A second resident has died in connection with a coronavirus outbreak at Fox Hollow Senior Living.
The death was first announced Tuesday in the North Carolina Department of Health and Human Services’ semiweekly report on outbreaks in so-called “congregate living settings.”
COVID-19 has now claimed 13 lives in Moore County, with six of the deaths linked to an earlier outbreak at Pinehurst Healthcare & Rehabilitation. Five residents and an employee of that nursing home are among the deceased.
Robert Wittmann, director of the Moore County Health Department, shared previously unreleased details about some of the deaths with county commissioners on June 16.
Reading from remarks written before the two deaths at Fox Hollow were announced, Wittmann told commissioners that only one of the 11 deaths reported at the time involved a person younger than 65. The other residents who had died from COVID-19, he said, were all older than 72.
Addressing the commissioners, Wittmann said three of the deaths involved Black residents, while one of the deceased individuals was Hispanic. The seven other people who died from the disease were white, according to Wittmann.
The Health Department has not disclosed the ages or races of the two residents who have since died from the disease.
The latest death comes as Moore County nears its 400th laboratory-confirmed case of COVID-19. A total of 394 cases were displayed as of 7:15 p.m. Tuesday on the Moore County Health Department’s online dashboard tracking the spread of the coronavirus.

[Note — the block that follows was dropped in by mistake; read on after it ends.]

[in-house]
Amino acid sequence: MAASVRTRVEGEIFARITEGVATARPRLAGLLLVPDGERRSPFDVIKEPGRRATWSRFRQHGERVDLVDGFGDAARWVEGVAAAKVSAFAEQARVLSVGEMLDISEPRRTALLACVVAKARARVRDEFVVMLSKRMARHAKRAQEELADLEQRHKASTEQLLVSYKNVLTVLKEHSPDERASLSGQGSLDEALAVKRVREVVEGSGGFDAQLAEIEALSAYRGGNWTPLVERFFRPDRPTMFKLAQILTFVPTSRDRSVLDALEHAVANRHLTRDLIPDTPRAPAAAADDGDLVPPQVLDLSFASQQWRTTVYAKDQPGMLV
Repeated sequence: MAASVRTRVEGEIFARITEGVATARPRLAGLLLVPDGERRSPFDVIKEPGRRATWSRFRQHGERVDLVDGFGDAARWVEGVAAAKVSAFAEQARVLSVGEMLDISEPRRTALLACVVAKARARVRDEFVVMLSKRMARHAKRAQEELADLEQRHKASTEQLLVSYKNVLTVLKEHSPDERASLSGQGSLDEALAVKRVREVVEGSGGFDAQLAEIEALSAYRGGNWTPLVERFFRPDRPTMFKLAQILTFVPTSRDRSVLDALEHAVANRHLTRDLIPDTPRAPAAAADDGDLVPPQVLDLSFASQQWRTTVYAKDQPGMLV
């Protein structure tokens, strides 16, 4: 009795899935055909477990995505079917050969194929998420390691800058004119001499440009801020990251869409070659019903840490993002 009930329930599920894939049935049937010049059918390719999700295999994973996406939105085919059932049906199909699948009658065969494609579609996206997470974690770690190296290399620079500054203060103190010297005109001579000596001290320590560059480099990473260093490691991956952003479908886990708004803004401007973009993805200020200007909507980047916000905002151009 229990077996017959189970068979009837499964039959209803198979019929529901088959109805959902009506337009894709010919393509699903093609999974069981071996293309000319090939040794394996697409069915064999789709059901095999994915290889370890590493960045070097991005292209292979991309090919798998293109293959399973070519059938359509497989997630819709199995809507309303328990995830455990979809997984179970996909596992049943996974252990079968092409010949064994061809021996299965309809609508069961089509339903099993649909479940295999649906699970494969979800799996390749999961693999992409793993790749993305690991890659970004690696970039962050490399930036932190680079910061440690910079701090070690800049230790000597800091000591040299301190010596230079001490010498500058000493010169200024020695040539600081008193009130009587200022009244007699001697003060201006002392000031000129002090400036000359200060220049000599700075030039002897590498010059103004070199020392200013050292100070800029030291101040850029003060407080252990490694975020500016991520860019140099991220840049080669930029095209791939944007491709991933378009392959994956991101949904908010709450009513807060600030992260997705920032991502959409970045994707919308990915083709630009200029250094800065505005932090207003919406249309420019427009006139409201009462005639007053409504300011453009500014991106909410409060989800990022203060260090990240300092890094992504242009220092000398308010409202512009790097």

Dr. Reid Vegeler, a colorectal surgeon with Pinehurst Surgical Clinic, is among the residents known to have recently tested positive for COVID-19. Vegeler, who is currently in isolation at home, said he first learned of his infection on Sunday.
“We don’t know how I contracted it,” he said in an earlier interview with The Pilot. “I have not traveled or really been out of the house except for commuting to work and being in the hospital. Neither has my wife.”
FirstHealth of the Carolinas on Tuesday said it had conducted 8,934 coronavirus tests across its hospital system, which serves residents in Moore, Hoke, Richmond and Montgomery counties. A total of 1,049 tests, or about 11.7 percent, had come back positive, the company said, while results were pending for 213 tests.
The company said 21 of its patients were hospitalized because of COVID-19. A record 915 people were hospitalized across the state on Tuesday, according to NCDHHS.